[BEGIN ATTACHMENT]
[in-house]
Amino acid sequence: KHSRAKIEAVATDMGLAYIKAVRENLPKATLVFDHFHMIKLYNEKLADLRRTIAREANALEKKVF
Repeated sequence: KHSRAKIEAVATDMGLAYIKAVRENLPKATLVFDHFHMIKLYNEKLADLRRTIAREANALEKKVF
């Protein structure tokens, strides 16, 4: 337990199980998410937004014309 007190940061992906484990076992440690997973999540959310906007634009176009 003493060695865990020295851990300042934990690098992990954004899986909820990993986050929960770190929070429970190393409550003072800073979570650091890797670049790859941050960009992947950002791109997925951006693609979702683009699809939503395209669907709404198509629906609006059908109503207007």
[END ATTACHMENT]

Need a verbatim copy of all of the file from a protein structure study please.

[in-house]
Amino acid sequence: KHSRAKIEAVATDMGLAYIKAVRENLPKATLVFDHFHMIKLYNEKLADLRRTIAREANALEKKVF
Repeated sequence: KHSRAKIEAVATDMGLAYIKAVRENLPKATLVFDHFHMIKLYNEKLADLRRTIAREANALEKKVF
């Protein structure tokens, strides 16, 4: 337990199980998410937004014309 007190940061992906484990076992440690997973999540959310906007634009176009 003493060695865990020295851990300042934990690098992990954004899986909820990993986050929960770190929070429970190393409550003072800073979570650091890797670049790859941050960009992947950002791109997925951006693609979702683009699809939503395209669907709404198509629906609006059908109503207007």